It’s impossible to know how to weigh the different forces acting on the terrorist at the centre of this atrocity. Yet it is already clear that a desire for recognition and for his actions to be not just known but viewed around the world were part of the matrix of decision-making which drove him. The New York Times headlined an opinion piece ‘The New Zealand Massacre Was Made to Go Viral’, writing that “the killer wanted the world’s attention, and by committing an act of mass terror, he was able to get it.” We’ll never know whether access to hate forums and the ability to stream his actions pushed him over the edge, but it was manifestly in his mind.
It’s a little surreal being this close to the human faces of these normally remote organisations. We forget they exist, and often that seems by design. Yesterday my new Facebook account manager took me to lunch in a giant hall, behind two sets of security checkpoints and a multi-page confidentiality agreement, where the thousands of APAC employees eat a free lunch every day. We then walked through a huge enclave for clients, groaning with state of the art screens, light displays and ways of understanding Facebook’s reach and power. It showed the huge reach of the platform, country by country, interest group by interest group.
This ability to create communities and sell access to them is what has powered its near-unprecedented profitability. Facebook made US$6.9bn in profit on US$16.9bn in revenue in its most recent quarter, still printing money despite the way it spends it.
Stuff reports that the video continues to be posted and re-posted on both Facebook and YouTube, and its continued existence in perpetuity is now already guaranteed. New Zealand’s ISPs have taken the incredibly rare step of blocking access to sites which held his manifesto, but access to the platforms which continue to host his video is near-integral to our information economy now. To be clear – this is not an uncomplicated task. Yet both companies are among the world’s most profitable, and manifestly could do vastly more. Not doing so is a choice they make every day.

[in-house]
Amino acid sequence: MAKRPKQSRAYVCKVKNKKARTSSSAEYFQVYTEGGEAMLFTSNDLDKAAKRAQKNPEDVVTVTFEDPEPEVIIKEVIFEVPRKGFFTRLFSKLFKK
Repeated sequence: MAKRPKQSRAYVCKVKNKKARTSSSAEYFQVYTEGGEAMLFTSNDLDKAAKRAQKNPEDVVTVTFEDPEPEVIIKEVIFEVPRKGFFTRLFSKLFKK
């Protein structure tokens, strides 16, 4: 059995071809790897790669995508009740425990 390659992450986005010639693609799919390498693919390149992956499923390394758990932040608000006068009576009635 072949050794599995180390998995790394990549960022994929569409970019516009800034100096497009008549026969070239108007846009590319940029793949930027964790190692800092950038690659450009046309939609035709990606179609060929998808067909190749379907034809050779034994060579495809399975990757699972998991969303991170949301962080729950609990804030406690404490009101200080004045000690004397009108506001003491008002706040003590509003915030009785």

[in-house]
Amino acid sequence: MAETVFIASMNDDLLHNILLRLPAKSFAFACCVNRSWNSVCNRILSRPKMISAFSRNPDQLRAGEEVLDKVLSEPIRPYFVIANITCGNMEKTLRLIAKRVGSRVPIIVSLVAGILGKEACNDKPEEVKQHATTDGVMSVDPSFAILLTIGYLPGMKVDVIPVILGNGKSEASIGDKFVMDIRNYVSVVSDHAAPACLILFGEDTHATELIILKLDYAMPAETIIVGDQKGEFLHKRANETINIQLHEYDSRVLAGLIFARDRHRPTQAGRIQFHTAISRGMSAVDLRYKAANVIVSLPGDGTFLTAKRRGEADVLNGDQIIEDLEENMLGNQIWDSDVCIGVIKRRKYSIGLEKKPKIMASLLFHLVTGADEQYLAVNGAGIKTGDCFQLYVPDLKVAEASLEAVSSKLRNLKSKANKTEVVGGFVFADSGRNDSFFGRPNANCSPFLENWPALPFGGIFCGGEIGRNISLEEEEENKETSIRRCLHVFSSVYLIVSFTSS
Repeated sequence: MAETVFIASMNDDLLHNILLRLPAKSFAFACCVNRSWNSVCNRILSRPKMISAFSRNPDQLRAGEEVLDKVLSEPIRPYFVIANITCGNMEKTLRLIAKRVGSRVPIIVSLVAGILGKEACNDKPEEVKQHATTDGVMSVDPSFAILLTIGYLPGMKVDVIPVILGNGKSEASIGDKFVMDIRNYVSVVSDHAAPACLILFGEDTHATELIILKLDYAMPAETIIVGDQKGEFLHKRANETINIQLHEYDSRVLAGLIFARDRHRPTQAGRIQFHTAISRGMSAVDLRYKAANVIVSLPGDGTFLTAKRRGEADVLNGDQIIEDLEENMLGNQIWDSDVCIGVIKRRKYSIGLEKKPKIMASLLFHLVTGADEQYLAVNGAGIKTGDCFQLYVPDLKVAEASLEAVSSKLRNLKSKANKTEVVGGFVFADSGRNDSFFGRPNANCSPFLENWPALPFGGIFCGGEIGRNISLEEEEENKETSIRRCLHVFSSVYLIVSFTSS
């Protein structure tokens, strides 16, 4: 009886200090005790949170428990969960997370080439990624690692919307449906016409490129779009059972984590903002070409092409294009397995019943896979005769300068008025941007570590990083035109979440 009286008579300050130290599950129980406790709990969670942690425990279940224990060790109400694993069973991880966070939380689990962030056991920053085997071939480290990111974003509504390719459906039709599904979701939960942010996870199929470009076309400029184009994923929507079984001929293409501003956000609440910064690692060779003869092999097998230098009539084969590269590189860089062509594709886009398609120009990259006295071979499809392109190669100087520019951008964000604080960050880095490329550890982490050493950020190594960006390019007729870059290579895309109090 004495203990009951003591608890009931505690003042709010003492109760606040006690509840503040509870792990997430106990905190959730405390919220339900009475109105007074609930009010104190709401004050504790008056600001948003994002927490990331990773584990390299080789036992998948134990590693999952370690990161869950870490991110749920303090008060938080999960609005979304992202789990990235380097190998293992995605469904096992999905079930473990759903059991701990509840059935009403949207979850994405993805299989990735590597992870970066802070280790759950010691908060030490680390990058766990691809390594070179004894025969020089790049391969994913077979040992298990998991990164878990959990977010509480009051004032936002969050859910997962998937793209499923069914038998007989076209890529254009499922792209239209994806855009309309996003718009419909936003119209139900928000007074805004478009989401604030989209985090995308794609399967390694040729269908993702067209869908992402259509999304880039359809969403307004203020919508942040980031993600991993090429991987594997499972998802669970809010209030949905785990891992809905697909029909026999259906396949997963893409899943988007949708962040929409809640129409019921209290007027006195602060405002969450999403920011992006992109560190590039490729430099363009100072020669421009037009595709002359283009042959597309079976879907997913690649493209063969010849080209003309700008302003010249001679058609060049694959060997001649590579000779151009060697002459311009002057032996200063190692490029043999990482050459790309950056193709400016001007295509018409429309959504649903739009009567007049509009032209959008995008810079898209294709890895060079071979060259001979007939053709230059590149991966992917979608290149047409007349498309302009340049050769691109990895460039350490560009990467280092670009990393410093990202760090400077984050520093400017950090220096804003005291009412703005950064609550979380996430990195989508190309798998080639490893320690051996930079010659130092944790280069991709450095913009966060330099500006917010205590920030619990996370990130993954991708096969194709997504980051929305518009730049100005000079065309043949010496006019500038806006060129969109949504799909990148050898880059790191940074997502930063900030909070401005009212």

The Facebook I saw just now is its public face – open, interested, slightly goofy. I met over a dozen people working for Facebook and Google yesterday, and liked them all: sweet, funny, earnest, smart. They are not responsible for the decisions of their executives. But behind the direct employees are the contractors who moderate the endless stream of horrors its users disseminate. Not nearly enough, not appropriately compensated, working too slowly to protect anyone. Facebook still, after all this time, wants to engineer its way out of the problem, refuses to put a human in the way of the stream. A statement emailed to The Spinoff on Saturday morning talked about the advanced AI able to find ‘blood and gore’ and detect audio analogs of the recording. Yet still it abides, and thus the appalling violence now visible around the world. The law protects Facebook, and its executive amorality ensures that incidents like yesterday’s are viewed as a corporate communications problem and not something fundamentally rotten at the core of its system and worldview.
Today we’re right to feel anguish and mourn. The terrorist and his community should rightly take the brunt of our ire. In time though, it is incumbent upon us to ask whether we should continue to insulate these still-young, now-enormous platforms from responsibility for the behaviour of some of their users. To ask whether they’re truly doing all they can to ensure that the desire for infamy and a horrific martyrdom is not facilitated by their business models.
It’s an uncomfortable question. One day soon we deserve an answer.